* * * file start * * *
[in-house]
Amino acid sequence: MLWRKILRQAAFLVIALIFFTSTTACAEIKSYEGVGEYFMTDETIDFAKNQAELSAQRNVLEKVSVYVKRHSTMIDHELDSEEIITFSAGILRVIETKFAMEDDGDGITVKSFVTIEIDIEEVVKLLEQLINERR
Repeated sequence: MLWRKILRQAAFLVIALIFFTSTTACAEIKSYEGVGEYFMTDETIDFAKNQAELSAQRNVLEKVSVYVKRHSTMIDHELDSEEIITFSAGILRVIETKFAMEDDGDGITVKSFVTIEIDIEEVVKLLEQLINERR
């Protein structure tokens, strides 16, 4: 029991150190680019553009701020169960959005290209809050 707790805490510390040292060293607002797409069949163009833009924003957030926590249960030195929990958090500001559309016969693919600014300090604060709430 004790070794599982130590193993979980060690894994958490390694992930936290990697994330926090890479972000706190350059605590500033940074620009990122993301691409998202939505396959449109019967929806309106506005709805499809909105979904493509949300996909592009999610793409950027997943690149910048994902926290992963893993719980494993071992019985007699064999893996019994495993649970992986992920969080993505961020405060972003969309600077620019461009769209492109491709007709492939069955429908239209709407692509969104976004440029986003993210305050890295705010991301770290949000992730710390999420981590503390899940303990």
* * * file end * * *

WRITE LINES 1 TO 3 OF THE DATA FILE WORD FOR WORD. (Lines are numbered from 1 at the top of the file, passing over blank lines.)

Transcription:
[in-house]
Amino acid sequence: MLWRKILRQAAFLVIALIFFTSTTACAEIKSYEGVGEYFMTDETIDFAKNQAELSAQRNVLEKVSVYVKRHSTMIDHELDSEEIITFSAGILRVIETKFAMEDDGDGITVKSFVTIEIDIEEVVKLLEQLINERR
Repeated sequence: MLWRKILRQAAFLVIALIFFTSTTACAEIKSYEGVGEYFMTDETIDFAKNQAELSAQRNVLEKVSVYVKRHSTMIDHELDSEEIITFSAGILRVIETKFAMEDDGDGITVKSFVTIEIDIEEVVKLLEQLINERR